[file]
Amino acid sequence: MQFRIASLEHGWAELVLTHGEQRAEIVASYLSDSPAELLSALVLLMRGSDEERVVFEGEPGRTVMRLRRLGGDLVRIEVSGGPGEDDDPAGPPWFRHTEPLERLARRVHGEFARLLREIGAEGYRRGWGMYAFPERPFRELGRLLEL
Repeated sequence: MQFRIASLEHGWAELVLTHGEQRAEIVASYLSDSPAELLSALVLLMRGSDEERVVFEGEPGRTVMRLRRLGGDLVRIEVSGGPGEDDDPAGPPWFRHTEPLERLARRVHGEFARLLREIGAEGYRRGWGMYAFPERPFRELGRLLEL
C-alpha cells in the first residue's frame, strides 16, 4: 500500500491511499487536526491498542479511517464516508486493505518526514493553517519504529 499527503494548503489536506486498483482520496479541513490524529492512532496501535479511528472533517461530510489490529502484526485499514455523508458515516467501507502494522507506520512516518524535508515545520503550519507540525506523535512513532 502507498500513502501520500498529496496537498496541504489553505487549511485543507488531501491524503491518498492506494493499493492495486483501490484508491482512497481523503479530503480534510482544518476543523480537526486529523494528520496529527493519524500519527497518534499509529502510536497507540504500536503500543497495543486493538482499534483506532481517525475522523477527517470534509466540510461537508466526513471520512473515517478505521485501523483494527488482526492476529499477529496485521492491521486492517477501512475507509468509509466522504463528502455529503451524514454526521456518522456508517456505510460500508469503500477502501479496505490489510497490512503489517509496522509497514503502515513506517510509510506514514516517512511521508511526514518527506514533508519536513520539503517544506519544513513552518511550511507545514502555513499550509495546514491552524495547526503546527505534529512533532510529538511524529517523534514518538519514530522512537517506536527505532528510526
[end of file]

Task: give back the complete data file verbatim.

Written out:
Amino acid sequence: MQFRIASLEHGWAELVLTHGEQRAEIVASYLSDSPAELLSALVLLMRGSDEERVVFEGEPGRTVMRLRRLGGDLVRIEVSGGPGEDDDPAGPPWFRHTEPLERLARRVHGEFARLLREIGAEGYRRGWGMYAFPERPFRELGRLLEL
Repeated sequence: MQFRIASLEHGWAELVLTHGEQRAEIVASYLSDSPAELLSALVLLMRGSDEERVVFEGEPGRTVMRLRRLGGDLVRIEVSGGPGEDDDPAGPPWFRHTEPLERLARRVHGEFARLLREIGAEGYRRGWGMYAFPERPFRELGRLLEL
C-alpha cells in the first residue's frame, strides 16, 4: 500500500491511499487536526491498542479511517464516508486493505518526514493553517519504529 499527503494548503489536506486498483482520496479541513490524529492512532496501535479511528472533517461530510489490529502484526485499514455523508458515516467501507502494522507506520512516518524535508515545520503550519507540525506523535512513532 502507498500513502501520500498529496496537498496541504489553505487549511485543507488531501491524503491518498492506494493499493492495486483501490484508491482512497481523503479530503480534510482544518476543523480537526486529523494528520496529527493519524500519527497518534499509529502510536497507540504500536503500543497495543486493538482499534483506532481517525475522523477527517470534509466540510461537508466526513471520512473515517478505521485501523483494527488482526492476529499477529496485521492491521486492517477501512475507509468509509466522504463528502455529503451524514454526521456518522456508517456505510460500508469503500477502501479496505490489510497490512503489517509496522509497514503502515513506517510509510506514514516517512511521508511526514518527506514533508519536513520539503517544506519544513513552518511550511507545514502555513499550509495546514491552524495547526503546527505534529512533532510529538511524529517523534514518538519514530522512537517506536527505532528510526